I will try to make things easy for the new owner by providing lists of foods to include and those to avoid. But a few basic nutrition facts will help to explain why some foods are better than others. The most important minerals that dragon keepers worry about are calcium and phosphorus, and their ratio to each other. It is very easy to give too much phosphorus, especially when feeding a lot of live insects. That can block calcium absorption. That’s why keepers are always dusting crickets with calcium, gut-loading them (heavily feeding crickets with greens and calcium powder just before offering as feeders), and feeding veggies with higher calcium to phosphorus ratios whenever possible. Calcium absorption can also be blocked by eating too many plants high in oxalic acid, which binds some calcium, making it unavailable for digestion. That is why you will find spinach and certain other veggies on the ‘occasional’ list instead of the ‘every day’ list of approved foods. Feeding mostly foods in the ‘every day’ list below, adding calcium as needed, and providing the correct UV light for vitamin D production should make sure your dragon meets its calcium and phosphorus needs.

Another concern is foods that suppress the thyroid – known as goitrogens. Prime examples are the nutritious cruciferous vegetables such as kale, broccoli, and cauliflower. Interestingly, lightly steaming them will remove most of that concern. Keep in mind that feeding frozen or cooked foods may leach out or destroy some of the water soluble vitamins such as C or some B – so those should be occasional foods.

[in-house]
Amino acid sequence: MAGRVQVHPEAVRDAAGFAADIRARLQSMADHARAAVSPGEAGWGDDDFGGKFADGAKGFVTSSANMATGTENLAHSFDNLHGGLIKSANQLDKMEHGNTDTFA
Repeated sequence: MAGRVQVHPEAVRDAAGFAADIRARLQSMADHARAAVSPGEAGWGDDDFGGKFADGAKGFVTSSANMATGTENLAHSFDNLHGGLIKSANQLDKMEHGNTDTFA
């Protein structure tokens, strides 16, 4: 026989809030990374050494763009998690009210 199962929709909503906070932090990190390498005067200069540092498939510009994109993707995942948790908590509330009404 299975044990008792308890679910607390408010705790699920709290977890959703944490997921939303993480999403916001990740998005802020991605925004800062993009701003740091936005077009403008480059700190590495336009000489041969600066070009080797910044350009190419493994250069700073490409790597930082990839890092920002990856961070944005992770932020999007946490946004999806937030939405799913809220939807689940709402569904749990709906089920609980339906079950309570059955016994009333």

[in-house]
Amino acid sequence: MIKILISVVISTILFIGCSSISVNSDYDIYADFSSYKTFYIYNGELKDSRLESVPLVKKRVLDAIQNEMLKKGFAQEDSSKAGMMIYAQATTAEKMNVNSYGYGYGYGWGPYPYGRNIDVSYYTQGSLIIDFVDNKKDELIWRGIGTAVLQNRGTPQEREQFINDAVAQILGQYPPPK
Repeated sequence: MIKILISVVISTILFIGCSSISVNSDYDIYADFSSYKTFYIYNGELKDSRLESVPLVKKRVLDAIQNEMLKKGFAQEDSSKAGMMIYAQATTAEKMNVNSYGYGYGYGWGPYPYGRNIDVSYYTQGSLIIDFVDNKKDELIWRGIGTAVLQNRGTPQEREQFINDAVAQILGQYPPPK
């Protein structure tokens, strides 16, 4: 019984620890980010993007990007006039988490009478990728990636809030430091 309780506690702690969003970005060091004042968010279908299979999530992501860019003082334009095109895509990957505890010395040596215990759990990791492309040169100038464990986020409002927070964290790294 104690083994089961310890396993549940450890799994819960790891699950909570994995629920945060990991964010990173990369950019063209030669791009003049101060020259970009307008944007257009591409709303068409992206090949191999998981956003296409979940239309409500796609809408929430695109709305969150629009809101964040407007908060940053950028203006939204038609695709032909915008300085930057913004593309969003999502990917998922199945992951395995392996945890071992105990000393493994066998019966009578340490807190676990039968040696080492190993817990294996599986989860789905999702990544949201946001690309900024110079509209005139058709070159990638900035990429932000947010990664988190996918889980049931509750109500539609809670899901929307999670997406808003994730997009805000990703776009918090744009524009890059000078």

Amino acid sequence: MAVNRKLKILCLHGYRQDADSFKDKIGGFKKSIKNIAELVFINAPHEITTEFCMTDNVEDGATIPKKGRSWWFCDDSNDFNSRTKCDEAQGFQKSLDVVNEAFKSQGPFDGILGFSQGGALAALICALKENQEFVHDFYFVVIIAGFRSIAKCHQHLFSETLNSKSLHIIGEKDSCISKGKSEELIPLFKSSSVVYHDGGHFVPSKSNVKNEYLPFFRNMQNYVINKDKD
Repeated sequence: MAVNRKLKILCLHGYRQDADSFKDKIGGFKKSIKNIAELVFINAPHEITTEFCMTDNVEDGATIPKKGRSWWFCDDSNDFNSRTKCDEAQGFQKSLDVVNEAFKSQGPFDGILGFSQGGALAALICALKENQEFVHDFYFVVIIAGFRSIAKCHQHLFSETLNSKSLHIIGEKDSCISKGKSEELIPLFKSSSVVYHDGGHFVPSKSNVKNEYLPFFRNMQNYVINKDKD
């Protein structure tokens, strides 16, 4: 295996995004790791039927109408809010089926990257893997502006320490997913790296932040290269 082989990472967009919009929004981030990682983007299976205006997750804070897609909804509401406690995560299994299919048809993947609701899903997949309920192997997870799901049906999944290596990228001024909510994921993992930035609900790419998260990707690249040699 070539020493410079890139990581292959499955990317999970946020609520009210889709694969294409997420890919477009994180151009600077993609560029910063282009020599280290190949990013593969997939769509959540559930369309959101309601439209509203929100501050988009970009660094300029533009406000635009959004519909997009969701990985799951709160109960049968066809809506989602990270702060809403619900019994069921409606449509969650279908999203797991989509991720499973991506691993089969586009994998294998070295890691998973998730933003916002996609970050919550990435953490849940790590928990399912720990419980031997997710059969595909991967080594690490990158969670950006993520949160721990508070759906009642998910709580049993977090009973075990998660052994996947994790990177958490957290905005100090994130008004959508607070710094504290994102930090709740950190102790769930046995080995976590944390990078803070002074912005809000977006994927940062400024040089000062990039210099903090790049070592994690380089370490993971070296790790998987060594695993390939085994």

Before we get on to the approved food lists, please note that bearded dragons can be prone to impactions, and possibly paralysis, if they eat objects that are unduly large, or with too much exoskeleton. So feed chopped veggies and small insects to avoid that problem.

Plants and veggies that are good for daily feeding and form the bulk of the non-living part of a dragon’s diet include chopped alfalfa grass, variety of greens, such as collards, endive, escarole, dandelion, mustard, turnip, all kinds of chopped or pureed squash, and cactus pads.

Use these as occasional veggies: canned beans, bell peppers, spinach, carrots, celery, cantaloupe, kale, hibiscus flower, nasturtium flowers, berries of all kinds. Avoid corn, avocado, eggplant, mushroom, rhubarb, processed foods such as spaghetti and bread.